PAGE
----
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Links are the player's means of moving between passages and affecting the story. They are the equivalent of being told to turn to another page in a nonlinear book; in gamebooks, for example, you do this to make decisions for the main character. But this isn't the only possible kind of link. Deena Larsen describes a whole taxonomy of links in Fun da mentals: Rhetorical Devices for Electronic Literature.


Links are marked like so:

[[displayed text|title of passage]]

The two square brackets enclose the whole link, and the pipe symbol separates the displayed text from the passage title.

There is also a shorter form of the link syntax…

[[passage title]]

…where the displayed link text matches the title of the passage it links to.

If a story has a broken link in it, it is displayed with a red background in your story, and clicking it shows this message:

The passage 'The newspaper' doesn't exist.

You may also add links to external sites. These links look like this:


You may link to any address that a reader's web browser will understand.

When you develop more complex stories that use variables, it can be very useful to make certain variables be altered by the act of clicking a link. You can accomplish this by inserting an additional square bracket pair into the syntax like so:

[[displayed text|title of passage][$variable = expression]]

The 'code' portion of the link syntax is treated as if it was a <<set>> macro - consult that page to learn about the syntax to use. A link with a piece of code attached like this is called a setter link, and the attached code is called its tail.

Much like the «set» macro, you can chain together multiple variable-settings by separating them with either commas or semicolons:

* I choose the [[Garb of the Hawk][$hat = "beak"; $shoes = "talons"]]
* I choose the [[Attire of the Mire][$hat = "mud"; $shoes = "gumboots"]]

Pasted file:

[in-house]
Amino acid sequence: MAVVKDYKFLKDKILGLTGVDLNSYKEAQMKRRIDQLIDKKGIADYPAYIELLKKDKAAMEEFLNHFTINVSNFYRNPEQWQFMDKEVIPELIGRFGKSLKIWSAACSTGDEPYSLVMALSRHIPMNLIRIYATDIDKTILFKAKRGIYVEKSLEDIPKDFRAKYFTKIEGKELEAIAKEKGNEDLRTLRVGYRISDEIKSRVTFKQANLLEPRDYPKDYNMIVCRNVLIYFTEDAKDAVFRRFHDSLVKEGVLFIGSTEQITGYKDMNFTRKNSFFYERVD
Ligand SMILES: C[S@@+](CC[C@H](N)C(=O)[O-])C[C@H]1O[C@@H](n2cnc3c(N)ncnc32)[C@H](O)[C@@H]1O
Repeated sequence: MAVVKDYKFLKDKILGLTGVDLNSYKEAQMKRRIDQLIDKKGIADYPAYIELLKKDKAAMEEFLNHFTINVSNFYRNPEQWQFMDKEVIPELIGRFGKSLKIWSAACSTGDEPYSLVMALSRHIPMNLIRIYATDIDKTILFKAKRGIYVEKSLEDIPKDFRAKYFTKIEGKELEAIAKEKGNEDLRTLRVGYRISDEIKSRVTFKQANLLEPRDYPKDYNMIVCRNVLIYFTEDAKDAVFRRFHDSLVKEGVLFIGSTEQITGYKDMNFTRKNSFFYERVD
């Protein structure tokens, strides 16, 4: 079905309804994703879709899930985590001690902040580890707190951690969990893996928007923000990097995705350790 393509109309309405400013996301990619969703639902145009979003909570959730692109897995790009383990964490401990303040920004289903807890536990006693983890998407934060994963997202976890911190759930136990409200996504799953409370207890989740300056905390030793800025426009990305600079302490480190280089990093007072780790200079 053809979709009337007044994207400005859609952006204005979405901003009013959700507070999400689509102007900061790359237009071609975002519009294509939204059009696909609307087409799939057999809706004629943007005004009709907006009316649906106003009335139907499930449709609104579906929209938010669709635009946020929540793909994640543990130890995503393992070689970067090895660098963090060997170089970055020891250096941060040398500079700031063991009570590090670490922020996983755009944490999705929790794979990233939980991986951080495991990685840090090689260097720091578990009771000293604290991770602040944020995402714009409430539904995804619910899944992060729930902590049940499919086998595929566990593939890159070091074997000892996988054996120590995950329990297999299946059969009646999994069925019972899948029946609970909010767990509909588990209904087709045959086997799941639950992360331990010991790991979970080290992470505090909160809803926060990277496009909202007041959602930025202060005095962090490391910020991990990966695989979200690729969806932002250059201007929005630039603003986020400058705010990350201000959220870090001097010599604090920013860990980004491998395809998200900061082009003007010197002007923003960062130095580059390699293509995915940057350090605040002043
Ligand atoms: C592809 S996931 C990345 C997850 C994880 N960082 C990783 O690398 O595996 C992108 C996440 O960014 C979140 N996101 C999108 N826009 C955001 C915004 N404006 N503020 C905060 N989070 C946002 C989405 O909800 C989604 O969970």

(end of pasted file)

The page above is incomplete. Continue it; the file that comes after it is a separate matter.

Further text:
Clicking either of the above links will set both variables simultaneously.

With very complex stories you may come across an issue with setter-links that occurs when you refer to a variable for any reason other than to set its value. The problem arises because the setter statement is executed with the current values of the variables at the end of the passage - not the values they had when the link statement occurred.

<<set $actor to "Fred">>
<if $location[$actor] is passage()>>
[[Talk to <<$actor>>|Talk_Fred][$chat = $actor]]
<<set $actor to "Ginger">>
<<if $location[$actor] is passage()>>
[[Talk to <<$actor>>|Talk_Ginger][$chat = $actor]]

In this case, regardless of which link you picked, $chat would end up getting set to “Ginger” - the value of $actor at the end of the passage.

Although there is a trivial fix that could be used in this example (simply hard code the actors names), the general solution is to use a print macro to write the link statement with the resolved values of the variables:

<<set $actor to "Fred">>
<<if $location[$actor] is passage()>>
<<print "[[Talk to " + $actor + "|Talk_" + $actor + "][$chat to '" + $actor + "']]">>
<<set $actor to "Ginger">>
<<if $location[$actor] is passage()>>
<<print "[[Talk to " + $actor + "|Talk_" + $actor + "][$chat to '" + $actor + "']]">>
link.1411248020.txt.gz · Last modified: 2017/10/09 20:37 (external edit)